Take the 2-minute tour ×
Stack Overflow is a question and answer site for professional and enthusiast programmers. It's 100% free, no registration required.

I have a column I'm doing a like '%X%' query on, I did it this way for simplicity with the knowledge that I'd have to revisit it as the amount of data grew.

However, one thing I did not expect was for it to lock the table, but it appears to be doing so. The query is slow, and if the query is running, other queries will not finish until it's done.

What I'm asking for are some general ideas as to why this might be happening, and advice on how I can drill down into SQL Server to get a better feel for exactly what's going on with respect to the locks.

I should mention that all of the queries are SELECT except for a service I have waking every 60 seconds to check for various things and potentially INSERT rows. This table is never updated, CRD only, not CRUD, but the issue is consistent rather than intermittent.

share|improve this question
1  
If it can't use an index then it has to do a table scan and these generally lock - at least after escalation which will happen quite soon! - the table to avoid "dirty reads" and other such phenomena. –  user166390 Dec 24 '12 at 22:56

1 Answer 1

up vote 1 down vote accepted

This is happening because LIKE '%X%' will force a complete scan. If there is an index that it can use, then the engine will scan the index, but it will need to read every row. If there is no nonclustered index, then the engine will perform a clustered index scan, or a table scan if the table is a heap.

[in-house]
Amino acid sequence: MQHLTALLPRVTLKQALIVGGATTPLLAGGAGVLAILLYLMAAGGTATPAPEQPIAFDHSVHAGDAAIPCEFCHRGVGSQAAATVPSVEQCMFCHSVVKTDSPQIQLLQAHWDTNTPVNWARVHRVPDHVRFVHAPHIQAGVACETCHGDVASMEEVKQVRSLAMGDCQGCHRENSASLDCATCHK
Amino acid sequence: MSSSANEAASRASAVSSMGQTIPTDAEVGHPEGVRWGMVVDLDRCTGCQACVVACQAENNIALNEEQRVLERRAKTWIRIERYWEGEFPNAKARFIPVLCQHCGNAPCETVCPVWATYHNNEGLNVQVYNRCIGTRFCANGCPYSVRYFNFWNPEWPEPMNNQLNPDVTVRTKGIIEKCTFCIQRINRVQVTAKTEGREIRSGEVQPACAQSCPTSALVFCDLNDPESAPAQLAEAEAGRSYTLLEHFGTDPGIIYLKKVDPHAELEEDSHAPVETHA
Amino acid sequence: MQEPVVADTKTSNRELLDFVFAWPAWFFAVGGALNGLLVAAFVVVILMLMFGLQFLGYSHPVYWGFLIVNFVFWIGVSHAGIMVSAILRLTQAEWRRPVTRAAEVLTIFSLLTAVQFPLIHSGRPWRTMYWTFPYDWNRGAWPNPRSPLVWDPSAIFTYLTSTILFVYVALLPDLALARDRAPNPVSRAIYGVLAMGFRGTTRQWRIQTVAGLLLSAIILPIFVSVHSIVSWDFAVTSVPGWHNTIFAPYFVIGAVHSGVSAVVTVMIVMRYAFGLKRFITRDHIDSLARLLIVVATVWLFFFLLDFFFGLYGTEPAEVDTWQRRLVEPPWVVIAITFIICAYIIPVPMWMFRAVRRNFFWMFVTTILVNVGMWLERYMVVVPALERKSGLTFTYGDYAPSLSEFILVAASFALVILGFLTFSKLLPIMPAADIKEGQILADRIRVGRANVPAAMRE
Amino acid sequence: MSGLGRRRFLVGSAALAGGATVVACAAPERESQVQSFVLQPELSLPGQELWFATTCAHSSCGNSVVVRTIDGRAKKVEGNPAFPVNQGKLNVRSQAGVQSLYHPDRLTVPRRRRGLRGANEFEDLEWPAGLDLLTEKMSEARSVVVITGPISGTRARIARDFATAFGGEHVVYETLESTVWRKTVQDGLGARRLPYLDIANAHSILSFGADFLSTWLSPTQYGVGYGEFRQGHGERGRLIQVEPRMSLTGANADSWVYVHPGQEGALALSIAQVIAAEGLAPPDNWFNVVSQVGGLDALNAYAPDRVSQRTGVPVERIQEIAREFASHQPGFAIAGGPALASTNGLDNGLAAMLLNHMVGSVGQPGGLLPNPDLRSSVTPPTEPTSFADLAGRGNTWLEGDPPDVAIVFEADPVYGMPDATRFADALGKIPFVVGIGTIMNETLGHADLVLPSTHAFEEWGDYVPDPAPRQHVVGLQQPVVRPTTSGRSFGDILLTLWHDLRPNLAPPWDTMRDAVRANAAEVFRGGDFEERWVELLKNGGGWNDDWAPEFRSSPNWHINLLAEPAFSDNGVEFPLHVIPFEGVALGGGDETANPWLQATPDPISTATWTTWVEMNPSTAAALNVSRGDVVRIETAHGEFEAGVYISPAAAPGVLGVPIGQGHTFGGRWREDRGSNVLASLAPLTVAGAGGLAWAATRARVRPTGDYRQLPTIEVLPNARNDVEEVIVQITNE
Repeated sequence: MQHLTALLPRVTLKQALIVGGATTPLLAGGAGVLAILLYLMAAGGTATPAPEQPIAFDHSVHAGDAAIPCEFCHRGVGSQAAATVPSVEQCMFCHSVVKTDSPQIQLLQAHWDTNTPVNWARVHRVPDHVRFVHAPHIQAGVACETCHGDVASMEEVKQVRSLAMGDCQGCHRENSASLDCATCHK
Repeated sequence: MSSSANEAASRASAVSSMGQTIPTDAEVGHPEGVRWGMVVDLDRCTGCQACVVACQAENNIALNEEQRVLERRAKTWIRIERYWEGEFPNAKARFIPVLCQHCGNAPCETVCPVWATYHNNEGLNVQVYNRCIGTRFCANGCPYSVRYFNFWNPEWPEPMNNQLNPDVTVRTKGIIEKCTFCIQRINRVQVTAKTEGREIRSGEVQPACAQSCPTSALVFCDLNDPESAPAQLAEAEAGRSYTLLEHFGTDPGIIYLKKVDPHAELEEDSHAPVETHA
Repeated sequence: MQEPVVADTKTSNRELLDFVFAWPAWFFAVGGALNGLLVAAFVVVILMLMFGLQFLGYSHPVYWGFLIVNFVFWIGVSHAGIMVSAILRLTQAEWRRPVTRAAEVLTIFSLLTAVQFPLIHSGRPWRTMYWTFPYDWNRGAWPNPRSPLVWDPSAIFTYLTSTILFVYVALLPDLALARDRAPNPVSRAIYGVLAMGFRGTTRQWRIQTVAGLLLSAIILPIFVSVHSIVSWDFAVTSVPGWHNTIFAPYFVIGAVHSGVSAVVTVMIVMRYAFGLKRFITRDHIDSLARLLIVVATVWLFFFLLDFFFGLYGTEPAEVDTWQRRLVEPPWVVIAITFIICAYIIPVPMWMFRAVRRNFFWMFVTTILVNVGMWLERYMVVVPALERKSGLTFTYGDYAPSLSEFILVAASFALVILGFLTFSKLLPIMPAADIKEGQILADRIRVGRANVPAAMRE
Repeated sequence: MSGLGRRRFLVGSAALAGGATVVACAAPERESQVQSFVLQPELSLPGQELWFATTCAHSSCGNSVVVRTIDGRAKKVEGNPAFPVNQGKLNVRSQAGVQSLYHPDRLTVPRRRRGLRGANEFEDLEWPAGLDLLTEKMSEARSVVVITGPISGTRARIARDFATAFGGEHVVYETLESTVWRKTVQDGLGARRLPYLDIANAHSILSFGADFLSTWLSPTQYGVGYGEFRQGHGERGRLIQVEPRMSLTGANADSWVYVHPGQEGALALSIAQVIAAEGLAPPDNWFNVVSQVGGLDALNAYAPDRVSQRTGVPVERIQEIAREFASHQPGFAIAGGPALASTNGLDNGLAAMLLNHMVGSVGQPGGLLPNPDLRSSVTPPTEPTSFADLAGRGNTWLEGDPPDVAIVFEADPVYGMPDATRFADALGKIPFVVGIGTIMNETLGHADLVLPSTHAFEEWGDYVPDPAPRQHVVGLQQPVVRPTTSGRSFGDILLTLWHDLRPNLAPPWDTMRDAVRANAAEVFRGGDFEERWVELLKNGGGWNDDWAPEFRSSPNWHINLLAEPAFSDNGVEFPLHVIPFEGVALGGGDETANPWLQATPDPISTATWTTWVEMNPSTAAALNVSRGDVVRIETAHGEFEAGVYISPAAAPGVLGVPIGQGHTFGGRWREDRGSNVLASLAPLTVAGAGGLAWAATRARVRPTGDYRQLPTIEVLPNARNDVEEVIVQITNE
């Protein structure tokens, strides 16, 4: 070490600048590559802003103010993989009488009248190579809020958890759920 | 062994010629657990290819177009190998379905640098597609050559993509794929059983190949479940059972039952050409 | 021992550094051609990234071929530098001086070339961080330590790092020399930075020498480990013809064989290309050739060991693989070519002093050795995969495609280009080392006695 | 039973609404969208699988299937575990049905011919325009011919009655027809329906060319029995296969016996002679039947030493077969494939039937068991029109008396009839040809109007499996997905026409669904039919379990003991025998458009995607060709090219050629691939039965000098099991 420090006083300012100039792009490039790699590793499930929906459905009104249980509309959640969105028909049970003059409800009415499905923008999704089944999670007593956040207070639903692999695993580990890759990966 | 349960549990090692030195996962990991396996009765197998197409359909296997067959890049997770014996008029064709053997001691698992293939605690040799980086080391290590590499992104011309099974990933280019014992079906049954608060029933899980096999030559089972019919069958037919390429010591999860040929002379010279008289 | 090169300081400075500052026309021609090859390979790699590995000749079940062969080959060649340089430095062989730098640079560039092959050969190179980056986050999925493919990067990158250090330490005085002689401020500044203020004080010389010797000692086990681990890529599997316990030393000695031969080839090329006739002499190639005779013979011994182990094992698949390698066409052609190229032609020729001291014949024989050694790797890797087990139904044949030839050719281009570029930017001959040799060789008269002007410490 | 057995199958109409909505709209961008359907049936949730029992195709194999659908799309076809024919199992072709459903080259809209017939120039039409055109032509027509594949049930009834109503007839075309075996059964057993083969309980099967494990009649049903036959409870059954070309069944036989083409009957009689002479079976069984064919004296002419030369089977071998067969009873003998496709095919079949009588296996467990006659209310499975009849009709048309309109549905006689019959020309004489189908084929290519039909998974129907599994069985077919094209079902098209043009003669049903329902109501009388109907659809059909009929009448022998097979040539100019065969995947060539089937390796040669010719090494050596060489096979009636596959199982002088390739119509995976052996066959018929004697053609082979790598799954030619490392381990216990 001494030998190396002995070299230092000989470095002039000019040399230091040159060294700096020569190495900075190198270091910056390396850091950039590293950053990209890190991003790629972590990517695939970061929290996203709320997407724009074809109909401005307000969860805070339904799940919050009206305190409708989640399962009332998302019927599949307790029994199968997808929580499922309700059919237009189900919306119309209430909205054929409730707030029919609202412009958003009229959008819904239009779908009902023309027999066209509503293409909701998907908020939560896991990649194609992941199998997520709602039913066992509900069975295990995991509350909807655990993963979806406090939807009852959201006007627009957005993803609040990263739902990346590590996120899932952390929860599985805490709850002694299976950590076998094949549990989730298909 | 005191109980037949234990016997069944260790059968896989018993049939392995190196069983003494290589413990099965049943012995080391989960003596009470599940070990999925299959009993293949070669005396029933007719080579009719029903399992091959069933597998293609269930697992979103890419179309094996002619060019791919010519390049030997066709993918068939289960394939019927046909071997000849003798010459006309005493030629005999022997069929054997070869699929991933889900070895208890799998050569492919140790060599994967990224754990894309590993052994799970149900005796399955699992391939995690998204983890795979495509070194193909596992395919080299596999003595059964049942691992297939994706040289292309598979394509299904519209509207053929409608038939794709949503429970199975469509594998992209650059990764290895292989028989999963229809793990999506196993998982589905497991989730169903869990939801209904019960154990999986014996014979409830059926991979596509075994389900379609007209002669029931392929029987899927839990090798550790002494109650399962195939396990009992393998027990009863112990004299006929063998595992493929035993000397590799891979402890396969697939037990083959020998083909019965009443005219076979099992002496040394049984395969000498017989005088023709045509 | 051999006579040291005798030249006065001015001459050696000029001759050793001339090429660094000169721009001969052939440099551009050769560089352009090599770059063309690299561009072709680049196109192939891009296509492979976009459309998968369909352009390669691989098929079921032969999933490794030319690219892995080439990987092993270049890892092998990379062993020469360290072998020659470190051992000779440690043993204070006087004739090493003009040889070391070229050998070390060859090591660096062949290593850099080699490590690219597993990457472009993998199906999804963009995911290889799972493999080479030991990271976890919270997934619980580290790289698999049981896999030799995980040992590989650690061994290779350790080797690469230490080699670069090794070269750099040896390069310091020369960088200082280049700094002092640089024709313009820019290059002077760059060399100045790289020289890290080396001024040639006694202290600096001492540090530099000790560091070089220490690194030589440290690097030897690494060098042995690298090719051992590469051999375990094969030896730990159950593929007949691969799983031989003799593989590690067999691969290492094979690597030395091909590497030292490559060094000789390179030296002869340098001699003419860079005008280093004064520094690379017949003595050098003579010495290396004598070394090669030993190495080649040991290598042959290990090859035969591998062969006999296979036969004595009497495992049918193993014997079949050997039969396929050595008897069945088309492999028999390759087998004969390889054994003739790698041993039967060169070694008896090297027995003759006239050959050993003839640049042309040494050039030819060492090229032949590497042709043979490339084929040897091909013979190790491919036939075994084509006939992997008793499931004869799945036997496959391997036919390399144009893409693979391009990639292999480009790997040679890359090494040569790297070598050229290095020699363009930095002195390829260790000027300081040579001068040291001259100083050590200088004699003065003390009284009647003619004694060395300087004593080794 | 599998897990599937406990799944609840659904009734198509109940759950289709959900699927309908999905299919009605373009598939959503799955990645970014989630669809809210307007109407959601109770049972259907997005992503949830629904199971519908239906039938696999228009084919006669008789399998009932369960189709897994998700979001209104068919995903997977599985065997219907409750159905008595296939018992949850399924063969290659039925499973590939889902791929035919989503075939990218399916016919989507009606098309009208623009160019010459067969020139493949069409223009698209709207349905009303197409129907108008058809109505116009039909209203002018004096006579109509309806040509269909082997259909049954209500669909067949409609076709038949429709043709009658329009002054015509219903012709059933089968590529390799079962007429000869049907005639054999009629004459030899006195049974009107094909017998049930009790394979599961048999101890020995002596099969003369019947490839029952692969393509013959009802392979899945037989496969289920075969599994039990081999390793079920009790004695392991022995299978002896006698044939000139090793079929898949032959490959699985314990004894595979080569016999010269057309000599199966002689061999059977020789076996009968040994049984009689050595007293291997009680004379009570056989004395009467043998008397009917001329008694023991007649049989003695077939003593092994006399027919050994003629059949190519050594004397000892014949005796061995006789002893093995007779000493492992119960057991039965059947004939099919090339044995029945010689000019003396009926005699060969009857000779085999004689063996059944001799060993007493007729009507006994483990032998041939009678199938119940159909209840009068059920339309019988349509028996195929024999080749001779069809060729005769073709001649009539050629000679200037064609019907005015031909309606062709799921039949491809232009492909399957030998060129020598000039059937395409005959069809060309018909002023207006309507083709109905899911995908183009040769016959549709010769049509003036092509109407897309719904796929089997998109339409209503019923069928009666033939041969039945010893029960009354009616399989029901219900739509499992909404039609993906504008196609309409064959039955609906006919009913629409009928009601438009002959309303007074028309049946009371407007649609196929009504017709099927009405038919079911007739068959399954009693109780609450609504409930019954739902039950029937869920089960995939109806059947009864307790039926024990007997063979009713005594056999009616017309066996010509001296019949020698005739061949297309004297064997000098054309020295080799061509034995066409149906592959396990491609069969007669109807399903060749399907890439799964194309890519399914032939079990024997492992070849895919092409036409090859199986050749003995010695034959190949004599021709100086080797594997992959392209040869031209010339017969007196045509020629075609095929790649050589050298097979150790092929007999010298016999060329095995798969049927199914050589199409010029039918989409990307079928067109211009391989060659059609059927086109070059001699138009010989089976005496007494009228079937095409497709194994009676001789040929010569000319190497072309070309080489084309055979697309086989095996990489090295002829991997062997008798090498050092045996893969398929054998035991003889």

This happens because of the LIKE %somevalue% construction. If you had a phonebook, say, and you were asked to find everyone with an X somewhere in the middle of their name, you'd have to read every entry in the index. If, on the other hand, it was LIKE 'X%', you'd know you only had to look at the entries beginning with 'X'.

Since it has to scan the entire table, it is likely to escalate the rowlocks to a table lock - this is not a flaw, SQL Server is almost always right when it determines that it would be more efficient for it to place a single lock on the table than 100,000 row locks, but it does block write operations.

My suggestion is that you try to find a better query than one involving LIKE '%X%'.

share|improve this answer
    
I didn't mean to imply it was something faulty with SQL Server, I just didn't understand why it would be doing that. If I'm understanding you correctly, it will lock the table for efficiency reasons, even if there are no incoming inserts, and so forth? Where can I get more information regarding lock escalation, what causes it, and so forth? The surprising info to me is that a shared lock wasn't enough. –  Fred Dec 24 '12 at 23:36
    
Sometimes developers think that this sort of behaviour must be a flaw in the RDBMS. :) So I was being defensive in advance. Anyway, with the exception of read operations under READ UNCOMMITTED, locks are always placed, and even under RU, a few locks are taken. The issue isn't the placing of the locks, it is the duration and scope. If you can make the read more efficient (by using criteria such that SQL Server doesn't have to read every row) then you will dramatically reduce the scope and duration of the block. –  DeanGC Dec 25 '12 at 0:49
    
Ok, your answer was helpful. I've done some googling and came across a few articles explaining the behavior better for me. I would not have expected such lock escalation, but after reading up on it, I understand why it does it now. I always knew that query would be revisited, I just didn't expect it to be revisited so soon :) –  Fred Dec 25 '12 at 9:09

Your Answer

 
discard

By posting your answer, you agree to the privacy policy and terms of service.

Not the answer you're looking for? Browse other questions tagged or ask your own question.